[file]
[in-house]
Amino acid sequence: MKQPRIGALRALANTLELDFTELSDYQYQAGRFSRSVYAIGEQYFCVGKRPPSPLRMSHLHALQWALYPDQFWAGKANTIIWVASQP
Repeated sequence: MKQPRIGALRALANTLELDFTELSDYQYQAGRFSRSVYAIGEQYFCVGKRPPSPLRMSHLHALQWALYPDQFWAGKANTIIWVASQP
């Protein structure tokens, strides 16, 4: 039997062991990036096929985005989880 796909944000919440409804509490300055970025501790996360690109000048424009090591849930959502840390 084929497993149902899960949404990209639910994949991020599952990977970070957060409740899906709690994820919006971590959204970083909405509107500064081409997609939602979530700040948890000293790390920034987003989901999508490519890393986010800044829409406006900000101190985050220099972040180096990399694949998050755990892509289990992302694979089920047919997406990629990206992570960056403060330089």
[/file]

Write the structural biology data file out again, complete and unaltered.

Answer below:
[in-house]
Amino acid sequence: MKQPRIGALRALANTLELDFTELSDYQYQAGRFSRSVYAIGEQYFCVGKRPPSPLRMSHLHALQWALYPDQFWAGKANTIIWVASQP
Repeated sequence: MKQPRIGALRALANTLELDFTELSDYQYQAGRFSRSVYAIGEQYFCVGKRPPSPLRMSHLHALQWALYPDQFWAGKANTIIWVASQP
């Protein structure tokens, strides 16, 4: 039997062991990036096929985005989880 796909944000919440409804509490300055970025501790996360690109000048424009090591849930959502840390 084929497993149902899960949404990209639910994949991020599952990977970070957060409740899906709690994820919006971590959204970083909405509107500064081409997609939602979530700040948890000293790390920034987003989901999508490519890393986010800044829409406006900000101190985050220099972040180096990399694949998050755990892509289990992302694979089920047919997406990629990206992570960056403060330089």